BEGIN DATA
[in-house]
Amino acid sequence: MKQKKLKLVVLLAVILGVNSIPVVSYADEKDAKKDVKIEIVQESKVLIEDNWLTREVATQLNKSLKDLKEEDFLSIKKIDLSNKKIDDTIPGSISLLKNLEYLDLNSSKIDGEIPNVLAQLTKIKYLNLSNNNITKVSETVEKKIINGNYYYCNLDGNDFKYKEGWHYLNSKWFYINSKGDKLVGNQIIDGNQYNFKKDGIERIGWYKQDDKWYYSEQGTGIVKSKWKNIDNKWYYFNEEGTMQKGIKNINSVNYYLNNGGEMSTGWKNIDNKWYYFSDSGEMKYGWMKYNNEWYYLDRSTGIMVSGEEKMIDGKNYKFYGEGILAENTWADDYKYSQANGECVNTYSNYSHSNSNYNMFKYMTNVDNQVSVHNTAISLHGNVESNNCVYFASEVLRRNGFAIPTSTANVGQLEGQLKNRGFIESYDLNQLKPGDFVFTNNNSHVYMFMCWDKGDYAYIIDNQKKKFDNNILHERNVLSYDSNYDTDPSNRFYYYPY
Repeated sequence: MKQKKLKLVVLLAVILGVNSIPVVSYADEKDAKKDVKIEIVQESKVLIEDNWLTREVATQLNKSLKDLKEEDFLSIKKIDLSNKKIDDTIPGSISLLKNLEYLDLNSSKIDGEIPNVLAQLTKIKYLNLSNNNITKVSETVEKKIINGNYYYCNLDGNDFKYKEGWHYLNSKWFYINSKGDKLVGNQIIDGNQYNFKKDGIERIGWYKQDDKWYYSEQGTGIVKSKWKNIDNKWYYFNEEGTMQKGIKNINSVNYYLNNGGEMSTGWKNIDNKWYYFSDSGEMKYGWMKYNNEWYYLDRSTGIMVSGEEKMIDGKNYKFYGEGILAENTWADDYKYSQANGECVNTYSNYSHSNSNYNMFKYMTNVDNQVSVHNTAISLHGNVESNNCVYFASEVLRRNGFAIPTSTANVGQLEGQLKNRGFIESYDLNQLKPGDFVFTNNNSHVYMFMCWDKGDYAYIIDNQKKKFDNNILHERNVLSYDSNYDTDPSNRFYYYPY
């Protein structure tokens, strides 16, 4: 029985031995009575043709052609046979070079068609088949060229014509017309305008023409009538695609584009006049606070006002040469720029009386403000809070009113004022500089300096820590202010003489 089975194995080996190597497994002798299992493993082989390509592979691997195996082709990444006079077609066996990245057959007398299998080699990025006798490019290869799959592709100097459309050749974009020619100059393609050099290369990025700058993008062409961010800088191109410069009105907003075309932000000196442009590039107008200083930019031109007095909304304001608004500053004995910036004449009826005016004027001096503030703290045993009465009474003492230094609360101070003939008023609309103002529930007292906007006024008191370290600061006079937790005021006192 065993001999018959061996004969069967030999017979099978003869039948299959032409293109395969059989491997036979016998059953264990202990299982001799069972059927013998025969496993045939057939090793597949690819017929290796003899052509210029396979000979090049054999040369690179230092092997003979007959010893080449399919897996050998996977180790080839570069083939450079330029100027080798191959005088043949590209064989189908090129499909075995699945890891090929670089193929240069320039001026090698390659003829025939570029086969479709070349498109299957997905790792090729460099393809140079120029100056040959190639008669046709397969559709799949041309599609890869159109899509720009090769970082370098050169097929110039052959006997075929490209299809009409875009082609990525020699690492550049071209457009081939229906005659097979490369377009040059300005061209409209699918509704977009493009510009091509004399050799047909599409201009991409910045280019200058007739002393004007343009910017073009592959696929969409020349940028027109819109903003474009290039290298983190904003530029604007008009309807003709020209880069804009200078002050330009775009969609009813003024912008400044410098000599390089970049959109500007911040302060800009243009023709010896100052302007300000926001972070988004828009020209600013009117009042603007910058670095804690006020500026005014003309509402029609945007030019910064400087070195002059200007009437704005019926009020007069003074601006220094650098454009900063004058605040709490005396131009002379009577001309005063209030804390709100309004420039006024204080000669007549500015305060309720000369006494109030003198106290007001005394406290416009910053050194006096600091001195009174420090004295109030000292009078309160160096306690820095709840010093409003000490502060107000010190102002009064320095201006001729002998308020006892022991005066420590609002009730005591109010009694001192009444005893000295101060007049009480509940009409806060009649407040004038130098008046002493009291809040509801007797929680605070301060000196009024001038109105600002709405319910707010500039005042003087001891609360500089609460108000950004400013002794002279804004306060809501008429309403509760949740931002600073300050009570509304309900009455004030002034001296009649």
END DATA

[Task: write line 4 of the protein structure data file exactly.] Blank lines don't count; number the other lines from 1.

């Protein structure tokens, strides 16, 4: 029985031995009575043709052609046979070079068609088949060229014509017309305008023409009538695609584009006049606070006002040469720029009386403000809070009113004022500089300096820590202010003489 089975194995080996190597497994002798299992493993082989390509592979691997195996082709990444006079077609066996990245057959007398299998080699990025006798490019290869799959592709100097459309050749974009020619100059393609050099290369990025700058993008062409961010800088191109410069009105907003075309932000000196442009590039107008200083930019031109007095909304304001608004500053004995910036004449009826005016004027001096503030703290045993009465009474003492230094609360101070003939008023609309103002529930007292906007006024008191370290600061006079937790005021006192 065993001999018959061996004969069967030999017979099978003869039948299959032409293109395969059989491997036979016998059953264990202990299982001799069972059927013998025969496993045939057939090793597949690819017929290796003899052509210029396979000979090049054999040369690179230092092997003979007959010893080449399919897996050998996977180790080839570069083939450079330029100027080798191959005088043949590209064989189908090129499909075995699945890891090929670089193929240069320039001026090698390659003829025939570029086969479709070349498109299957997905790792090729460099393809140079120029100056040959190639008669046709397969559709799949041309599609890869159109899509720009090769970082370098050169097929110039052959006997075929490209299809009409875009082609990525020699690492550049071209457009081939229906005659097979490369377009040059300005061209409209699918509704977009493009510009091509004399050799047909599409201009991409910045280019200058007739002393004007343009910017073009592959696929969409020349940028027109819109903003474009290039290298983190904003530029604007008009309807003709020209880069804009200078002050330009775009969609009813003024912008400044410098000599390089970049959109500007911040302060800009243009023709010896100052302007300000926001972070988004828009020209600013009117009042603007910058670095804690006020500026005014003309509402029609945007030019910064400087070195002059200007009437704005019926009020007069003074601006220094650098454009900063004058605040709490005396131009002379009577001309005063209030804390709100309004420039006024204080000669007549500015305060309720000369006494109030003198106290007001005394406290416009910053050194006096600091001195009174420090004295109030000292009078309160160096306690820095709840010093409003000490502060107000010190102002009064320095201006001729002998308020006892022991005066420590609002009730005591109010009694001192009444005893000295101060007049009480509940009409806060009649407040004038130098008046002493009291809040509801007797929680605070301060000196009024001038109105600002709405319910707010500039005042003087001891609360500089609460108000950004400013002794002279804004306060809501008429309403509760949740931002600073300050009570509304309900009455004030002034001296009649």